“The cost actually ended up being about double what we originally anticipated,” said Barrasso. “But we’ve done our best to use local contractors and local materials, and we expect that the amount of business we’ll attract will more than take care of it.”

Climbing to the Top

That’s not to say the partners are blindly optimistic about their new venture, Barrasso added; they are aware of the leap of faith involved with overhauling an existing club in a struggling city.

“We know this is a risk, changing the format completely at Stearns Square,” he said. “But the Hippodrome and Rain were also risks with which we believed we could serve a new entertainment market niche in Springfield.”

Indeed, both venues turned profits. The Hippodrome remains a popular nightspot that draws national acts to its stage regularly, and Rain, formerly the Hot Club, also maintained steady traffic prior to the format change and renovation project. However, Barrasso explained that over the past two years, its clientele began to shift toward a younger, rowdier set.

“There were a lot of factors that led to that,” he said, noting that among them were crime statistics that kept many older, more discriminating club-goers away.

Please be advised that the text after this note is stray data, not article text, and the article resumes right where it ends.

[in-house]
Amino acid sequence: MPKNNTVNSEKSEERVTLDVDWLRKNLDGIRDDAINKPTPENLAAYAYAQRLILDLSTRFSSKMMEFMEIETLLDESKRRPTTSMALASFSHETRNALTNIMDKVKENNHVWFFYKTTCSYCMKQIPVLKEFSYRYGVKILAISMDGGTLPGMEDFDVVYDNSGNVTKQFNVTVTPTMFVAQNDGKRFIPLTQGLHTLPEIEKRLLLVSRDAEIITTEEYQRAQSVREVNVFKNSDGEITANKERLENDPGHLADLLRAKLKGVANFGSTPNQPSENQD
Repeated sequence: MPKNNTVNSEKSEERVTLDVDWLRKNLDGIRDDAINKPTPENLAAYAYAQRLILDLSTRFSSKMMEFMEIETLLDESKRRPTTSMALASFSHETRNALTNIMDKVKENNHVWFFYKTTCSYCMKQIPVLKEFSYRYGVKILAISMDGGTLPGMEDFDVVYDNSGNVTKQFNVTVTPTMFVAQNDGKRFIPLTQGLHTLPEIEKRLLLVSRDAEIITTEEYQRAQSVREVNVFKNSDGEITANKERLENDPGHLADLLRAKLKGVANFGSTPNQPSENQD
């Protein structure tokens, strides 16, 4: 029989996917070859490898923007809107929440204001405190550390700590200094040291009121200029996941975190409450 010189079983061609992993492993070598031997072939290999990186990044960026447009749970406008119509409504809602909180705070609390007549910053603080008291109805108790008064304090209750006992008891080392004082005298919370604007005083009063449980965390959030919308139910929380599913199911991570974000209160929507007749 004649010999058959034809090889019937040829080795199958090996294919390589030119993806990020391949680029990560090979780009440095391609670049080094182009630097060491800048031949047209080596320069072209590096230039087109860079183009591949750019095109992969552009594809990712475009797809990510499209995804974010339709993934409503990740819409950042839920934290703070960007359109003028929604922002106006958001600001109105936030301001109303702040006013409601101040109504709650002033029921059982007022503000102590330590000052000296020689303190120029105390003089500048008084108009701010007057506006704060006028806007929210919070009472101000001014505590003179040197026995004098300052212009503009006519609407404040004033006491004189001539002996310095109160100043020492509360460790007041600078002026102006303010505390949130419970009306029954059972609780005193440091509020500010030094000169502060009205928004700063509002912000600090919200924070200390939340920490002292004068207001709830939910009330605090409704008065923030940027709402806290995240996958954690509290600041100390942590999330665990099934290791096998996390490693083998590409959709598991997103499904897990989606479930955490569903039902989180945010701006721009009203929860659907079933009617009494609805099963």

We weren’t happy with the direction the complex was moving in, so we decided to shut it down and start over.”

Stein added that since the new venue has been modeled directly after similar venues in Vegas and California, he expects new audiences to visit if for no other reason at first than the curiosity factor.

“It’s something that is totally unique to Springfield,” he said, adding that a twist on the rooftop concept in Springfield will be the expansion of service not only at night, but during after-work hours and for private and corporate functions.

Stein said he hopes to see the Springfield business community leading the way toward utilizing the space for after-hours socializing or as a venue for events ranging from networking opportunities to office parties.